Finally, membrane-to-cortex attachment could also affect cortex contractions by generating a friction that slows down cortex flows (Mayer et al., 2010; Murrell et al., 2015). The dynamics of cortex contractions and the length scales over which they propagate also depend on the level of crosslinking of the cortex and on the rate of turnover of these crosslinks, which determine the viscoelastic material properties of the cortex (Murrell et al., 2015; Reichl et al., 2008) (see Box 2).
Conclusions and perspectives
Contractility of a ‘superficial plasma gel layer’ at the cell surface was proposed to be a key driver of cell shape changes at the end of the 19th century (discussed in Rappaport, 1996), and parallels between cleavage furrow ingression and cell rear contraction during migration had already been discussed as early as 1939 (Lewis, 1939). However, for a long time, our comprehension of cortex contractility in non-muscle cells remained very limited (discussed in Bray and White, 1988). The last 10 years have brought a remarkable leap in our understanding of the cellular actin cortex. Both cortex composition and its mechanical properties are now relatively well understood, and how changes in composition and mechanics drive specific shape changes is beginning to be unveiled.
The biggest challenge for the coming years will be to truly bridge the molecular and cellular scales in cortex studies. Recent work has highlighted that the nanoscale organization of the cortex, in addition to the concentration and activities of its components, is key to the control of cortical tension. While some methods are available to probe the surface architecture of the cortex, how the network is organized in the transverse direction remains essentially a black box. New tools, possibly combining super-resolution and electron microscopy, will be required to unveil the transversal density, orientation and polarity of cortical actin filaments, as well as the localization of other cortex components involved in tension generation.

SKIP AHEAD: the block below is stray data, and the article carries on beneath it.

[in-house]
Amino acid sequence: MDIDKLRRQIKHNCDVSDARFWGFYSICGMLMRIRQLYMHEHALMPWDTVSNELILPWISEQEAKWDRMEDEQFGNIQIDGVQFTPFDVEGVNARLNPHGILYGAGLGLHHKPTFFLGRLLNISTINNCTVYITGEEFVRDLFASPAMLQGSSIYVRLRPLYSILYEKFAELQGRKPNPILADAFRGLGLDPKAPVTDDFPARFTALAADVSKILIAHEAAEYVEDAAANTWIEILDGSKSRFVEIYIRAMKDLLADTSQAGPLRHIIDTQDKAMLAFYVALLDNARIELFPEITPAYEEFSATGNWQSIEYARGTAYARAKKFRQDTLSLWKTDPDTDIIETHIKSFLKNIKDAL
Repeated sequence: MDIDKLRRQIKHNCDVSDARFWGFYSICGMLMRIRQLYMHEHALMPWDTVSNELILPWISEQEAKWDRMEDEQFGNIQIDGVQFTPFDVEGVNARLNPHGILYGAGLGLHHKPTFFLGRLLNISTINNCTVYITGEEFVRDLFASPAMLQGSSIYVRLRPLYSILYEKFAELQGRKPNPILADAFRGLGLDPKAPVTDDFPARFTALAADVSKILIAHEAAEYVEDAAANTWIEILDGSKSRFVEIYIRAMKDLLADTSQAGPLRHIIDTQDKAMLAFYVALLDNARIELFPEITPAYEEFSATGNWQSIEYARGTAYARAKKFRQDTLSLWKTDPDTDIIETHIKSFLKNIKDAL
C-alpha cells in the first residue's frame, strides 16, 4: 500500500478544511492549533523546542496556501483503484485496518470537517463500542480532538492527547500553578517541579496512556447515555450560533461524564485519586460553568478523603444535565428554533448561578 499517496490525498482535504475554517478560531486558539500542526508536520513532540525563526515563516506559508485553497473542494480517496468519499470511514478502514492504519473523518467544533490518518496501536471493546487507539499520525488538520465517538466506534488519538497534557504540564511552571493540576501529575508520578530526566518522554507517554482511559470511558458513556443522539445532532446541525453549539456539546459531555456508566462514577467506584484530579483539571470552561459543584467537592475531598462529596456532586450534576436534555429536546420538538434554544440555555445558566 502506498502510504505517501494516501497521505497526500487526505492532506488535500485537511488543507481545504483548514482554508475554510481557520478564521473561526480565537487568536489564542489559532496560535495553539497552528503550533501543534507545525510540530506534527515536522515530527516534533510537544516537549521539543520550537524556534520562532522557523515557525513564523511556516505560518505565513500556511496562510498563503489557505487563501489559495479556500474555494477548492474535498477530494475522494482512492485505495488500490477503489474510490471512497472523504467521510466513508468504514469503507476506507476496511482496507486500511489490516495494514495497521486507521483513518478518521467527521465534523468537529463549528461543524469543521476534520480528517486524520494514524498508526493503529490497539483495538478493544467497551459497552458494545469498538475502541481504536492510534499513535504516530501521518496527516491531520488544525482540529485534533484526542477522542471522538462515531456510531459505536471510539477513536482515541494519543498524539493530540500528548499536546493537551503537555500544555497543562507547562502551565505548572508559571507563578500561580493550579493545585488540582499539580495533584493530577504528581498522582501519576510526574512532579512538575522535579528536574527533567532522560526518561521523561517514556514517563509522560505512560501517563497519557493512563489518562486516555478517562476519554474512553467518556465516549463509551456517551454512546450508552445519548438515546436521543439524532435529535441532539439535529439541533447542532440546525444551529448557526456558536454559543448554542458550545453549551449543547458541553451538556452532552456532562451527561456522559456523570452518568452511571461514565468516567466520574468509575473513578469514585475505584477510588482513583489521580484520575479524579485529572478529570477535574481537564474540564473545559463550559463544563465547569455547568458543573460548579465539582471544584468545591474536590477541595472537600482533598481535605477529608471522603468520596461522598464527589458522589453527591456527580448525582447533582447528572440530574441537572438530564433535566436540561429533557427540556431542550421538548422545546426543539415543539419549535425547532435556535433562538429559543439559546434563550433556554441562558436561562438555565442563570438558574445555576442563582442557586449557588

Another open question is how the cortex is being remodelled when it transitions into other actin structures, such as lamellipodia during cell spreading. Lamellipodia, stress fibres and the cortex appear to contain essentially the same molecular components. It is currently unclear what determines which network structure dominates at any given time. Studies of cell shape changes in development and differentiation, where transitions between cell states are often associated with transitions in cell shape and actin organization (Chalut and Paluch, 2016), are likely to unveil some key determinants of actin network architecture. These are likely to be driven by intracellular pathways, as well as environmental signals. As our understanding of the cortex in isolation matures, the interplay between cell state, the extracellular environment, cell shape and intracellular actin organization are an exciting and vastly unexplored research avenue.
We thank K. Chalut, G. Charras, G. Salbreux and the Paluch laboratory, particularly H. de Belly and M. Serres, for comments on the manuscript. We thank Lance Davidson (Department of Bioengineering, University of Pittsburgh, USA), Anne-Cécile Reymann (IGBMC, France), Stephan Grill (Biotechnology Center, Technische Universität Dresden, Germany), Douglas Robinson (Johns Hopkins University School of Medicine, Baltimore, USA), Sébastien Carréno (IRIC, Université de Montréal, Canada) and John Henson (Dickison College, Carlisle, USA) for providing original images for the poster. We are grateful to Julia Duque and Nicole Gorfinkiel (Development and Regeneration, CBMSO, Madrid, Spain), and Agathe Chaigne, Jessica Azoury, Marie-Emilie Terret and Marie-Hélène Verlhac (CIRB, Collège de France, Paris, France) for providing unpublished images for the poster.
We acknowledge funding from the Medical Research Council UK (MRC Programme Award MC_UU_12018/5) and the European Research Council (Starting Grant 311637-MorphoCorDiv to EKP).
The authors declare no competing or financial interests.